The Dark Knight Rises dominated a weak box-office weekend marked by the fizzled launches of The Watch and Step Up Revolution.
Domestically, the film is now running about $25 million behind the pace of its storied predecessor, The Dark Knight.
"The big thing," Exhibitor Relations box-office analyst Jeff Bock said Sunday, "is Batman is performing like a mere mortal."
The Dark Knight Rises' second-weekend drop fell smack in between the declines experienced by this summer's biggest hit, The Avengers (50 percent), and last summer's biggest hit, Harry Potter and the Deathly Hallows Part 2 (72 percent).
The movie's projected, 10-day domestic total of $289.1 million represents the second-fastest start of the year. It also highlights the gap between itself and the two world-beaters it was destined to be judged against. At this point in their runs, both The Avengers and The Dark Knight had already blown past $300 million.
The Dark Knight Rises lost an incalcuable amount of box-office business in the wake of the July 20 shooting rampage at an opening-day, midnight screening in Aurora, Colo.
The best news for Hollywood, if not The Dark Knight Rises, is that movie-going seemed to back on track this weekend, especially on Saturday, when business surged. The Dark Knight Rises alone was up about 40 percent from Saturday to Friday, when coincidentally or not the opening ceremony of the London Summer Olympics drew record TV ratings.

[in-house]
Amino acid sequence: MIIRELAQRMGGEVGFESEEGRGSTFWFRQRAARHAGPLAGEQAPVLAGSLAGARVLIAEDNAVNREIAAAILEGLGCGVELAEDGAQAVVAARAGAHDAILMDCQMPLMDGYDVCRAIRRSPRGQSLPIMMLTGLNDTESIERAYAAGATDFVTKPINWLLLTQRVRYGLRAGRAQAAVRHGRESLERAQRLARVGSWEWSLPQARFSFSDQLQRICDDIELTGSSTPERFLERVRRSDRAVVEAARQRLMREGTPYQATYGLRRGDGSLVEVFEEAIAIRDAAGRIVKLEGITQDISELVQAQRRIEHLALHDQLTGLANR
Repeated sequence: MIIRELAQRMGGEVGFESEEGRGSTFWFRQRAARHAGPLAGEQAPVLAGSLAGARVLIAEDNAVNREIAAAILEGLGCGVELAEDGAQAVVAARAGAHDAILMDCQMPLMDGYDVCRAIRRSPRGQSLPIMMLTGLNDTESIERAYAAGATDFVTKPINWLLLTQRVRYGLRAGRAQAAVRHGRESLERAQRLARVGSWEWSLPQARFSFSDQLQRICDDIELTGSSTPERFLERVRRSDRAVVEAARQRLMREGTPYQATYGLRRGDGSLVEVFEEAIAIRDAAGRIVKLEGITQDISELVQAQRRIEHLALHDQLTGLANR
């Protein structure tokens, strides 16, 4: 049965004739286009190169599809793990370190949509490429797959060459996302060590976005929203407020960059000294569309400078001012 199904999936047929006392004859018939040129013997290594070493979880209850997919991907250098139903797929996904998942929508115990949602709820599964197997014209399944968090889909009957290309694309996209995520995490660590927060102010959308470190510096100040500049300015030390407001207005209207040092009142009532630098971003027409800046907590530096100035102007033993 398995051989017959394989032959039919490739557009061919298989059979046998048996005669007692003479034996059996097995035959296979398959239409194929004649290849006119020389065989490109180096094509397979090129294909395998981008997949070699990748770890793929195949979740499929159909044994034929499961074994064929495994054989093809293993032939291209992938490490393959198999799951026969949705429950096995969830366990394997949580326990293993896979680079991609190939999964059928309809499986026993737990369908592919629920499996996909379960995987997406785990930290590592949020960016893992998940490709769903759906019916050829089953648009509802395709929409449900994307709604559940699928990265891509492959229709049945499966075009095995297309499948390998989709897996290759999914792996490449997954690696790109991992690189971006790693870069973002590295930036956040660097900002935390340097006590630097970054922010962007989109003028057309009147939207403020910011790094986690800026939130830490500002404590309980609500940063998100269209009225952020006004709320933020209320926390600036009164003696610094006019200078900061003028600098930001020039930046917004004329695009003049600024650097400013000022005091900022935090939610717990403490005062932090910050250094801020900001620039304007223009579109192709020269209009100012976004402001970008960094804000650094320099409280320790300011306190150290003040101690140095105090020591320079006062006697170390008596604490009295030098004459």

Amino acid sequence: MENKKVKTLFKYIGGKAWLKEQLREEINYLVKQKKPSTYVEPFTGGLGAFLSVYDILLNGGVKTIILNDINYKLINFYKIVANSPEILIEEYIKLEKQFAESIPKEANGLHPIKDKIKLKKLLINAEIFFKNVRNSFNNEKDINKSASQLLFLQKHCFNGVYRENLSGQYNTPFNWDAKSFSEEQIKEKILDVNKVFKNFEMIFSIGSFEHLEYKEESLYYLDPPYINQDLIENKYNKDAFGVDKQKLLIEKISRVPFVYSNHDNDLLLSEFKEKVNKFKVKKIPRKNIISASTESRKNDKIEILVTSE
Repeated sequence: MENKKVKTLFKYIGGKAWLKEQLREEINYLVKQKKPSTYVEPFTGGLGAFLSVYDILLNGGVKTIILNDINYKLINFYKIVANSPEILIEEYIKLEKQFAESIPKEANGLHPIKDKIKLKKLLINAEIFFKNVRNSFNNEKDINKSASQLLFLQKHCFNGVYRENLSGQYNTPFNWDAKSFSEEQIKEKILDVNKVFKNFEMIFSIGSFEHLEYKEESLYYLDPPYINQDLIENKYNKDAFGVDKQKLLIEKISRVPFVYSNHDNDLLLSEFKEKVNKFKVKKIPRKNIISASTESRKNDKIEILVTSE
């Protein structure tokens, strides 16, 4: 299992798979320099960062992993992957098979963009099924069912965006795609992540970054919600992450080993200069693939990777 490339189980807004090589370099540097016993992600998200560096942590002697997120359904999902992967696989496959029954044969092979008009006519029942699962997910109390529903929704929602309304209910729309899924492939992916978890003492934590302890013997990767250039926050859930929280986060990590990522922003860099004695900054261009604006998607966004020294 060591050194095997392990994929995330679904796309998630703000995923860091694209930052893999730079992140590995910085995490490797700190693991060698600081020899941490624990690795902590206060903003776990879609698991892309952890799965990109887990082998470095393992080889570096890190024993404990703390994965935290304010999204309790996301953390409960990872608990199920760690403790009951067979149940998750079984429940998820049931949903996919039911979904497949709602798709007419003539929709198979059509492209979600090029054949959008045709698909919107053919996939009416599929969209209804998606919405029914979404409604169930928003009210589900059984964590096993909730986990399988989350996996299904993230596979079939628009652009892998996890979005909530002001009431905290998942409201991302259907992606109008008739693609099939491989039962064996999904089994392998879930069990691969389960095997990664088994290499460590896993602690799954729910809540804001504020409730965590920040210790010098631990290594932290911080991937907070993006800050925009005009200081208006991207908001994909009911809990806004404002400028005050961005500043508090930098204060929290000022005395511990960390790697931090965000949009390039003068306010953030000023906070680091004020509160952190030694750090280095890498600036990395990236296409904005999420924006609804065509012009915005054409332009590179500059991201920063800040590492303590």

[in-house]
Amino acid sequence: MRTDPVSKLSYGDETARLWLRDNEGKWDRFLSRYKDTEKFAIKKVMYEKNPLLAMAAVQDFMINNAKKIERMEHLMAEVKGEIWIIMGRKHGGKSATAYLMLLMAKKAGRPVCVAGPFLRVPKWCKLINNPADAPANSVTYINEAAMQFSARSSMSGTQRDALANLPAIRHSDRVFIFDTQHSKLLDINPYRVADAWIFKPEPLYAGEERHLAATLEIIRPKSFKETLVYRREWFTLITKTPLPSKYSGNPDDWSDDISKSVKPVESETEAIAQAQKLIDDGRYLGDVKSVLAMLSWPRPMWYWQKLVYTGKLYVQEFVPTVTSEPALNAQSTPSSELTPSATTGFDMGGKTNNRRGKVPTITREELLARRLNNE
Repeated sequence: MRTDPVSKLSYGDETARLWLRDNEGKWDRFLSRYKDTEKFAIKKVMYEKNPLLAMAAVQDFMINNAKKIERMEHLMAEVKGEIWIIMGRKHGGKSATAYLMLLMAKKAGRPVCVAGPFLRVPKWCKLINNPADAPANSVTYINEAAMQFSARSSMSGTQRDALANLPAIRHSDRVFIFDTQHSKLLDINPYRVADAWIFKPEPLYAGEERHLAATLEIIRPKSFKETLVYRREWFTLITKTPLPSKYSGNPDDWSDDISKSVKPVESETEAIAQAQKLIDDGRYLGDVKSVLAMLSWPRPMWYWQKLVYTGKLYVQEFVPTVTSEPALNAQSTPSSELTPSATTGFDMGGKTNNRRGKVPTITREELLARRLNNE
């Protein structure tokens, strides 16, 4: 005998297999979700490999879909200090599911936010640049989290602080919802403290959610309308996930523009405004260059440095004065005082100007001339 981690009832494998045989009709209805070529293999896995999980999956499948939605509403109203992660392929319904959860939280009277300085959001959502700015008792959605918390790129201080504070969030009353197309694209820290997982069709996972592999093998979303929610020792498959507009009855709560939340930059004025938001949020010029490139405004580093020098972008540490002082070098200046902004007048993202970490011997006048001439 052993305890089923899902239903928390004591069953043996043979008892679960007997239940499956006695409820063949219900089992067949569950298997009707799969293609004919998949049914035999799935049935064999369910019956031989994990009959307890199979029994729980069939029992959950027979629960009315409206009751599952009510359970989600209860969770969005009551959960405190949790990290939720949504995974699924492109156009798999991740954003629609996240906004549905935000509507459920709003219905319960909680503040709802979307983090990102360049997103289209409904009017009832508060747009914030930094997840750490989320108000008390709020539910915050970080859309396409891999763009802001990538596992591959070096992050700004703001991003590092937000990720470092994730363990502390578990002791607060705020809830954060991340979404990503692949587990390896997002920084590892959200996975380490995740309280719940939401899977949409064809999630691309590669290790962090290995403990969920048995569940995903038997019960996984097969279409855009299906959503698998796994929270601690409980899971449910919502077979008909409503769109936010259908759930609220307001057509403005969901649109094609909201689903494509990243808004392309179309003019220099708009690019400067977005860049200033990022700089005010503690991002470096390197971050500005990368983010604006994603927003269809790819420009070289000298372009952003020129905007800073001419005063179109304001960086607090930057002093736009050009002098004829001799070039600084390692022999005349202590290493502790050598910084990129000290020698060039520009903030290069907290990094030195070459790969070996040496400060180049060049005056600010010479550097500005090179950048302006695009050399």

Overall, though, ticket sales for the top movies were off significantly from both last week and last year. This time out, it seems the movie themselves rather than Aurora were to blame.
Neither the Ben Stiller-led comedy The Watch ($13 million) nor the dance sequel Step Up Revolution ($11.8 million) made dents; The Watch especially failed to live up to pre-weekend expectations.
Both films had issues: The Watch, formerly Neighborhood Watch, got a new title after the Trayvon Martin case; Step Up Revolution generated the wrong kind of buzz for an Aurora-evoking scene involving gas masks.
But the biggest issue, at least for The Watch, might have been likeability, or lack thereof: Opening-weekend audiences, polling data showed, graded the Stiller film a discouraging C-plus.
Elsewhere, those arguing Aurora will neither change movie-going nor movies can cite the new Matthew McConaughey film Killer Joe. The film, rated NC-17 for "graphic disturbing content involving violence and sexuality, and a scene of brutality," grossed $45,000 at three theaters, the weekend's second-best per-screen average behind The Dark Knight Rises.
Here's a complete look at the weekend's top movies, per Friday-Sunday domestic estimates as reported by the studios and Exhibitor Relations:
(Originally published at 9:11a.m PT on July 29, 2012.)